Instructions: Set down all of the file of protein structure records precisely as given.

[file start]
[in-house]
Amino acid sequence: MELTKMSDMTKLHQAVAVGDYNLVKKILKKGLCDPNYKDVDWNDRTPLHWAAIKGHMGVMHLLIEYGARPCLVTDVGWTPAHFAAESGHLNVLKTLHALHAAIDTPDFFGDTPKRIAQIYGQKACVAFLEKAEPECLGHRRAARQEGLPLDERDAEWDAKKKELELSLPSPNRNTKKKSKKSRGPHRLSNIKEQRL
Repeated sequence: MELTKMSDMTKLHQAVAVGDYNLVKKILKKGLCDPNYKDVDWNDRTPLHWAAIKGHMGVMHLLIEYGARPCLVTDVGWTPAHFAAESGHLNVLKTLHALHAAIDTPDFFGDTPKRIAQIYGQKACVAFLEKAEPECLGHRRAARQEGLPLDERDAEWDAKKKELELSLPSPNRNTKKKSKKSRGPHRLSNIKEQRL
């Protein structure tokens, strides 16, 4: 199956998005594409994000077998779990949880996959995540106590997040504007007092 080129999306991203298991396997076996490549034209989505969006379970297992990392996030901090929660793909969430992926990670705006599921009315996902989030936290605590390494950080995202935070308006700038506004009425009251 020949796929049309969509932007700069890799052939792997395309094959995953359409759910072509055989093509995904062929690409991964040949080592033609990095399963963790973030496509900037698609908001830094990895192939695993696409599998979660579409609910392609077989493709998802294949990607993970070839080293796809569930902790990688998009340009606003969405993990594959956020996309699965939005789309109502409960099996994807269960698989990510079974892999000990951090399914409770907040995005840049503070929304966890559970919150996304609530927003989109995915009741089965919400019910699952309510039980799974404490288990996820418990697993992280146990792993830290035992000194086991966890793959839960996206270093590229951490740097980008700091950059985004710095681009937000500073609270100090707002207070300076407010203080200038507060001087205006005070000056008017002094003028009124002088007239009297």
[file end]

[in-house]
Amino acid sequence: MELTKMSDMTKLHQAVAVGDYNLVKKILKKGLCDPNYKDVDWNDRTPLHWAAIKGHMGVMHLLIEYGARPCLVTDVGWTPAHFAAESGHLNVLKTLHALHAAIDTPDFFGDTPKRIAQIYGQKACVAFLEKAEPECLGHRRAARQEGLPLDERDAEWDAKKKELELSLPSPNRNTKKKSKKSRGPHRLSNIKEQRL
Repeated sequence: MELTKMSDMTKLHQAVAVGDYNLVKKILKKGLCDPNYKDVDWNDRTPLHWAAIKGHMGVMHLLIEYGARPCLVTDVGWTPAHFAAESGHLNVLKTLHALHAAIDTPDFFGDTPKRIAQIYGQKACVAFLEKAEPECLGHRRAARQEGLPLDERDAEWDAKKKELELSLPSPNRNTKKKSKKSRGPHRLSNIKEQRL
């Protein structure tokens, strides 16, 4: 199956998005594409994000077998779990949880996959995540106590997040504007007092 080129999306991203298991396997076996490549034209989505969006379970297992990392996030901090929660793909969430992926990670705006599921009315996902989030936290605590390494950080995202935070308006700038506004009425009251 020949796929049309969509932007700069890799052939792997395309094959995953359409759910072509055989093509995904062929690409991964040949080592033609990095399963963790973030496509900037698609908001830094990895192939695993696409599998979660579409609910392609077989493709998802294949990607993970070839080293796809569930902790990688998009340009606003969405993990594959956020996309699965939005789309109502409960099996994807269960698989990510079974892999000990951090399914409770907040995005840049503070929304966890559970919150996304609530927003989109995915009741089965919400019910699952309510039980799974404490288990996820418990697993992280146990792993830290035992000194086991966890793959839960996206270093590229951490740097980008700091950059985004710095681009937000500073609270100090707002207070300076407010203080200038507060001087205006005070000056008017002094003028009124002088007239009297």